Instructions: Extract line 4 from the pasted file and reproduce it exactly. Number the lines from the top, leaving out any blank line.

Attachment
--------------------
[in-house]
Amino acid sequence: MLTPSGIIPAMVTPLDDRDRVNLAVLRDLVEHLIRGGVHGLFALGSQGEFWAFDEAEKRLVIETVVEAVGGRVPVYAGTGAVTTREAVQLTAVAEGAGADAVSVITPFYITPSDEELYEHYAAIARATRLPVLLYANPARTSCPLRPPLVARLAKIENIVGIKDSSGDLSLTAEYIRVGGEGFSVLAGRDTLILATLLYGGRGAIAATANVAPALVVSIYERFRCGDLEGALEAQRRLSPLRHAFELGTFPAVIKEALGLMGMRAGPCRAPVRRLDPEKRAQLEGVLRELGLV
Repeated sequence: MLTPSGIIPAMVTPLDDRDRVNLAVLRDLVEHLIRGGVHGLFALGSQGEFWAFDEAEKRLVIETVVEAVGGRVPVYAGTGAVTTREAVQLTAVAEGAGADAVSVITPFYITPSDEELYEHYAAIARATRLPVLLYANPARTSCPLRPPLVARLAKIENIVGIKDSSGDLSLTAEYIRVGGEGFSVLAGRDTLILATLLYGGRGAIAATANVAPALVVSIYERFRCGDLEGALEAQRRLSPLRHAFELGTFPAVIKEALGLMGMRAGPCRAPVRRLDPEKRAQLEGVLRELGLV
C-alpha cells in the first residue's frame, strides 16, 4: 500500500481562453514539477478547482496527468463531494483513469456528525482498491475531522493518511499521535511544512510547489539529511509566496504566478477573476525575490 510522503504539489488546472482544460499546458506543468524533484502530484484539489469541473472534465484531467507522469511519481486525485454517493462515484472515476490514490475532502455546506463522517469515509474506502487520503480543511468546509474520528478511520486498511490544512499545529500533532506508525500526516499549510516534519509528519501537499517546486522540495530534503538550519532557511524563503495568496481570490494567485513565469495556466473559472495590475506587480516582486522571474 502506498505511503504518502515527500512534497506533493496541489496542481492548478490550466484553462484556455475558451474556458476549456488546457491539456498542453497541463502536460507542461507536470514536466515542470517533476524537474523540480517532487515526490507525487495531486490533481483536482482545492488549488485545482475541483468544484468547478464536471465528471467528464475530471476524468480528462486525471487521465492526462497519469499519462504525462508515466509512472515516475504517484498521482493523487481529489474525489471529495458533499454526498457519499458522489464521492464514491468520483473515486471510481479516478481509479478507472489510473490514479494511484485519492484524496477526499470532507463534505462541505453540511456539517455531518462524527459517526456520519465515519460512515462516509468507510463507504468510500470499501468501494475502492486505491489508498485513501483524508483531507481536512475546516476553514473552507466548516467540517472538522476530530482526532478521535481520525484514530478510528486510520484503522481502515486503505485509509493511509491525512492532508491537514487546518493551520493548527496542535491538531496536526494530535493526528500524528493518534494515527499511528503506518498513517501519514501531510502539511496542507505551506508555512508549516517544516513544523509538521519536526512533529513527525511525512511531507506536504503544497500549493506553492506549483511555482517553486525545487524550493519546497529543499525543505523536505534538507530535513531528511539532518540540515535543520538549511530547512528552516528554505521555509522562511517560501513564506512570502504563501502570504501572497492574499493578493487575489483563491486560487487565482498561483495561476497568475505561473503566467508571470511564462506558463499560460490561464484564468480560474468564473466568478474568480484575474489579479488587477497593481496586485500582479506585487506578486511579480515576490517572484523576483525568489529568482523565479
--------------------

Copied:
C-alpha cells in the first residue's frame, strides 16, 4: 500500500481562453514539477478547482496527468463531494483513469456528525482498491475531522493518511499521535511544512510547489539529511509566496504566478477573476525575490 510522503504539489488546472482544460499546458506543468524533484502530484484539489469541473472534465484531467507522469511519481486525485454517493462515484472515476490514490475532502455546506463522517469515509474506502487520503480543511468546509474520528478511520486498511490544512499545529500533532506508525500526516499549510516534519509528519501537499517546486522540495530534503538550519532557511524563503495568496481570490494567485513565469495556466473559472495590475506587480516582486522571474 502506498505511503504518502515527500512534497506533493496541489496542481492548478490550466484553462484556455475558451474556458476549456488546457491539456498542453497541463502536460507542461507536470514536466515542470517533476524537474523540480517532487515526490507525487495531486490533481483536482482545492488549488485545482475541483468544484468547478464536471465528471467528464475530471476524468480528462486525471487521465492526462497519469499519462504525462508515466509512472515516475504517484498521482493523487481529489474525489471529495458533499454526498457519499458522489464521492464514491468520483473515486471510481479516478481509479478507472489510473490514479494511484485519492484524496477526499470532507463534505462541505453540511456539517455531518462524527459517526456520519465515519460512515462516509468507510463507504468510500470499501468501494475502492486505491489508498485513501483524508483531507481536512475546516476553514473552507466548516467540517472538522476530530482526532478521535481520525484514530478510528486510520484503522481502515486503505485509509493511509491525512492532508491537514487546518493551520493548527496542535491538531496536526494530535493526528500524528493518534494515527499511528503506518498513517501519514501531510502539511496542507505551506508555512508549516517544516513544523509538521519536526512533529513527525511525512511531507506536504503544497500549493506553492506549483511555482517553486525545487524550493519546497529543499525543505523536505534538507530535513531528511539532518540540515535543520538549511530547512528552516528554505521555509522562511517560501513564506512570502504563501502570504501572497492574499493578493487575489483563491486560487487565482498561483495561476497568475505561473503566467508571470511564462506558463499560460490561464484564468480560474468564473466568478474568480484575474489579479488587477497593481496586485500582479506585487506578486511579480515576490517572484523576483525568489529568482523565479